Oregon’s HECC praises SOU strategic planning work

NEWS RELEASE (available online at https://goo.gl/3wzpvr)

(Ashland, Ore.) — Oregon’s Higher Education Coordinating Commission unanimously approved Southern Oregon University’s new mission statement on Thursday, and its members described the university’s strategic planning work as “exemplary” and “energizing.”

A delegation from SOU including President Linda Schott was in Salem to present the university’s new vision, mission, values and strategic directions at the HECC meeting. SOU’s entire strategic planning effort won support, but commission members were required by state law only to evaluate and approve the mission statement (included below in its entirety).

“Our strategic plan is the roadmap that will guide SOU into a future filled with equal portions of uncertainty and opportunity,” President Schott said. “It defines not only who we are as members of a dynamic academic community, but who we strive to be and how we intend to achieve our goals.”

HECC member Sandy Rowe, who was editor of The Oregonian from 1993 to 2010, described SOU’s work as “outward facing – that is rare.”

“SOU has broken out of the pack,” she said.

Commission member Terry Cross, former executive director and current senior advisor to the National Indian Child Welfare Association, called the university’s mission statement “exemplary work.”

“I like the alignment with HECC,” he said. “You are helping us lead, helping us to be a better commission.”

HECC Chairman Neil Bryant, a Bend lawyer, acknowledged that he has been critical of SOU in the past but said the university “achieved focus” with its new mission statement.

President Schott, in a message to SOU students and employees on Thursday afternoon, thanked each person who has weighed in with feedback during the year-long strategic planning process, and especially those who have done the heavy lifting on the project.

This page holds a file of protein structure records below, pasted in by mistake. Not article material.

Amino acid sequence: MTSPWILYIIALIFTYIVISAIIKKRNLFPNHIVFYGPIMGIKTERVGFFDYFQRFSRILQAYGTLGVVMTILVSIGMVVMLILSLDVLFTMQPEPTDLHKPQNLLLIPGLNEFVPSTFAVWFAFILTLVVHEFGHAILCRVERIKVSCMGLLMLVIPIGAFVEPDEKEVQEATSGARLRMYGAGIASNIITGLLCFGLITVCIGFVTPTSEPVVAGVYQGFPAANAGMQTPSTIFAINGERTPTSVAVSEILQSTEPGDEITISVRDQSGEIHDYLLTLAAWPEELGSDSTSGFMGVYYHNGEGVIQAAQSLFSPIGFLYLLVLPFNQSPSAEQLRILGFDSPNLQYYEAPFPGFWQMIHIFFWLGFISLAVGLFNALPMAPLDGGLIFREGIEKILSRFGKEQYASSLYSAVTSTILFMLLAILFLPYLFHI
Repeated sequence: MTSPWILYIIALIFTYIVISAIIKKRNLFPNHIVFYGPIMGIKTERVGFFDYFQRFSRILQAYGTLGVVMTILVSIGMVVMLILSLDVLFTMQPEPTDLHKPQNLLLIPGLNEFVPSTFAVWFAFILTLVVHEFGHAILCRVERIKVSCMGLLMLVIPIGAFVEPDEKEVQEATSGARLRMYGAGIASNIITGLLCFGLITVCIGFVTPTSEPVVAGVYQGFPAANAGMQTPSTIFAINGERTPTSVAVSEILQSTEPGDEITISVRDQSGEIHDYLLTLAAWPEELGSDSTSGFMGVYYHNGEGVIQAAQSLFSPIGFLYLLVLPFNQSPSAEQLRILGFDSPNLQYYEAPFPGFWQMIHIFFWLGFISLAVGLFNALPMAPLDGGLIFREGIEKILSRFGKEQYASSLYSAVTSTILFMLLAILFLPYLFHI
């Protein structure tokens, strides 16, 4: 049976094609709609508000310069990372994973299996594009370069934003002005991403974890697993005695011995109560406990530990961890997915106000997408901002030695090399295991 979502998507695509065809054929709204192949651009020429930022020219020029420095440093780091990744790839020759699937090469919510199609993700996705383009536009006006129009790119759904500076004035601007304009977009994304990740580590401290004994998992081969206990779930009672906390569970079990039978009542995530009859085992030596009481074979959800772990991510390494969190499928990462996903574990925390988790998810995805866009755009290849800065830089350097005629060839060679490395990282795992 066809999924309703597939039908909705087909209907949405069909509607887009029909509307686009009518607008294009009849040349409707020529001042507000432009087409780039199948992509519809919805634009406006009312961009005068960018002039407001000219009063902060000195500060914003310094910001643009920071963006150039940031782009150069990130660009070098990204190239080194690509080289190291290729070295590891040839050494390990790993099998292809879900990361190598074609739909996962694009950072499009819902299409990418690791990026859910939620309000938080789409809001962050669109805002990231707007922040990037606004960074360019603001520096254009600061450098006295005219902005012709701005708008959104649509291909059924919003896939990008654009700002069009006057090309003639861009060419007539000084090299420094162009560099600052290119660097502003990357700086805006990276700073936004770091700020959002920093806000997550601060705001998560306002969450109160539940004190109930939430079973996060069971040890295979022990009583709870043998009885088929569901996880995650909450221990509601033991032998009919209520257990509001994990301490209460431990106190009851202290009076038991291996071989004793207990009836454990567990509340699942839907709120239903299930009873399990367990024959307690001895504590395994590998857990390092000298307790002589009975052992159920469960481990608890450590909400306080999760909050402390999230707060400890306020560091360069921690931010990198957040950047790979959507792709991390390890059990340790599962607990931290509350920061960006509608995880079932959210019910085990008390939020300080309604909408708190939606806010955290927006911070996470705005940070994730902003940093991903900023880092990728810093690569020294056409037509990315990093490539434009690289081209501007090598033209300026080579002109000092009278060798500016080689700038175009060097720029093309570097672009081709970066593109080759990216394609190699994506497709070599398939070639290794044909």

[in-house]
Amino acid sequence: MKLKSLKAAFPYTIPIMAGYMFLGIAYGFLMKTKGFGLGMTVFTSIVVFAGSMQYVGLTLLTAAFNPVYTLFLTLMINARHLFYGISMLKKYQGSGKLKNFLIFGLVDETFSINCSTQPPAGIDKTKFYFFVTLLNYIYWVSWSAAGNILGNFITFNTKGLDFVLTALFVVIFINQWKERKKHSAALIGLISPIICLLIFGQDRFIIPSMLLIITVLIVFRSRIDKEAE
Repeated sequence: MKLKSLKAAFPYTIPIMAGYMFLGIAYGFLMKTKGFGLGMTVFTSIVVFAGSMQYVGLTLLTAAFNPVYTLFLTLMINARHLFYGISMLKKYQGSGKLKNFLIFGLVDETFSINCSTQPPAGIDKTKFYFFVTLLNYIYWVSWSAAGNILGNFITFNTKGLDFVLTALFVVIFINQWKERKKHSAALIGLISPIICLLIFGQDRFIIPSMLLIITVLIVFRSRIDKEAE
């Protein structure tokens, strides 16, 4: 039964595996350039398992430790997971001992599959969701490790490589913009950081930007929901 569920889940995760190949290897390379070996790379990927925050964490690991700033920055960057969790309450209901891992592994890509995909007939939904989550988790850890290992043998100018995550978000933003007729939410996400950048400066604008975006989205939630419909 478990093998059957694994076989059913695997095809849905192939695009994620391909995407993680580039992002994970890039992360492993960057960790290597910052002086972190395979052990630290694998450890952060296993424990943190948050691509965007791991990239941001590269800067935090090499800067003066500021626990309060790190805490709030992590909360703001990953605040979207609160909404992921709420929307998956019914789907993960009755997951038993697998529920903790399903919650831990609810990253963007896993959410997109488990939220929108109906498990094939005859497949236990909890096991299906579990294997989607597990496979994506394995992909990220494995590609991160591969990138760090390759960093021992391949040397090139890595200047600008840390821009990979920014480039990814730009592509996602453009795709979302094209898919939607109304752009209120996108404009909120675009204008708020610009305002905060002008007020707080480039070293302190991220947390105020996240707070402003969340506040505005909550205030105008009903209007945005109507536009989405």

“I am immensely grateful to all of you who have worked so many hours over the past year to visualize the future of our institution and craft the strategic plan that will help us realize our potential,” she said.

SOU’s new mission statement:
Southern Oregon University is a regionally-engaged learning community committed to being the educational provider of choice for learners throughout their lives.

We inspire curiosity and creativity, compel critical thinking, foster discovery, and cultivate bold ideas and actions.

We achieve student success, professional preparation, and civic engagement through service excellence, evolving technologies, and innovative curriculum.

We foster access, equity, inclusion and diversity in thought and practice.

We prepare our learners to be responsible, engaged citizens in our democracy.

We promote economic vitality, sustainability, cultural enrichment, and social well-being in our region, the state, the nation, and the world.”

-SOU-

Lithia Motors founders support athletics and academics at SOU

Ashland Oregon’s DeBoer family and their signature company, Lithia Motors, have been recognized for their generosity, which has made possible the completion of a new athletic pavilion at Southern Oregon University.

Lithia and the DeBoers pledged $1 million to the project – named Lithia Motors Pavilion – and another $1 million to fund scholarships for many of the student-athletes who will compete in the facility that is scheduled to open by the end of February. Several other donors are expected to give a total of $1 million in gifts for the construction project.

“The willing support of all these donors has transformed this project, and will have a lasting effect on our university,” SOU President Linda Schott said when the pavilion naming was announced last year. “The fund-raising did more than allow us to make ends meet; it enabled us to add dimension and texture to the project.”

Three generations of the DeBoer family have been among the most generous supporters of SOU. Lithia Motors – which was founded in 1946 by Walt DeBoer and incorporated in 1968 by his son, Sid – is one of Oregon’s two current Fortune 500 companies.

“We enthusiastically support the students, academic programs and athletics of Southern Oregon University,” Bryan DeBoer – Lithia’s president and CEO, and Sid’s son – said last year.

The new athletic pavilion received $22 million in bond funding from the state, but the need to demolish rather than salvage some portions of the previous athletic facility added $2 million to the project cost. The adjacent Student Recreation Center is separately funded by $17.7 million in fees that SOU students levied upon themselves.

The new pavilion’s competition gym will seat more than 1,400 fans for men’s and women’s basketball games and wrestling matches, and women’s volleyball games, along with various other athletic facilities. The Student Recreation Center will include a recreational gym, indoor running track, fitness center and climbing wall.

The combined 100,000-square-foot project is expected to receive a LEED Gold rating for sustainability.